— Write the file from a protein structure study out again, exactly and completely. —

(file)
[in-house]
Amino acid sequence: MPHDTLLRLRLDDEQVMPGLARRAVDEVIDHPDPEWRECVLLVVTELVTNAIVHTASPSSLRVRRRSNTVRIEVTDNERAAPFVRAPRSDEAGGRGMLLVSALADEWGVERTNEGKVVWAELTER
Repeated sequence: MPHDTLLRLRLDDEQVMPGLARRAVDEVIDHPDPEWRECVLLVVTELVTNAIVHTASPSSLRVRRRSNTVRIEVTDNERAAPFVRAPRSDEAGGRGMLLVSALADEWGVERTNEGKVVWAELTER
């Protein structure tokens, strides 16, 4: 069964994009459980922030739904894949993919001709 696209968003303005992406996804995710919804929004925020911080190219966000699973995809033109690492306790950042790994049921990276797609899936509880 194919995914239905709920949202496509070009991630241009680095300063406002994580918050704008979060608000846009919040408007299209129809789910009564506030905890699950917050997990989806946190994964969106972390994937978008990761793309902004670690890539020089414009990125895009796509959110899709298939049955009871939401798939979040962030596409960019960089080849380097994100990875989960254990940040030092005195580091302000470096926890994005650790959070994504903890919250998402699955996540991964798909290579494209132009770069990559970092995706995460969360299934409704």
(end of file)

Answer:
[in-house]
Amino acid sequence: MPHDTLLRLRLDDEQVMPGLARRAVDEVIDHPDPEWRECVLLVVTELVTNAIVHTASPSSLRVRRRSNTVRIEVTDNERAAPFVRAPRSDEAGGRGMLLVSALADEWGVERTNEGKVVWAELTER
Repeated sequence: MPHDTLLRLRLDDEQVMPGLARRAVDEVIDHPDPEWRECVLLVVTELVTNAIVHTASPSSLRVRRRSNTVRIEVTDNERAAPFVRAPRSDEAGGRGMLLVSALADEWGVERTNEGKVVWAELTER
């Protein structure tokens, strides 16, 4: 069964994009459980922030739904894949993919001709 696209968003303005992406996804995710919804929004925020911080190219966000699973995809033109690492306790950042790994049921990276797609899936509880 194919995914239905709920949202496509070009991630241009680095300063406002994580918050704008979060608000846009919040408007299209129809789910009564506030905890699950917050997990989806946190994964969106972390994937978008990761793309902004670690890539020089414009990125895009796509959110899709298939049955009871939401798939979040962030596409960019960089080849380097994100990875989960254990940040030092005195580091302000470096926890994005650790959070994504903890919250998402699955996540991964798909290579494209132009770069990559970092995706995460969360299934409704």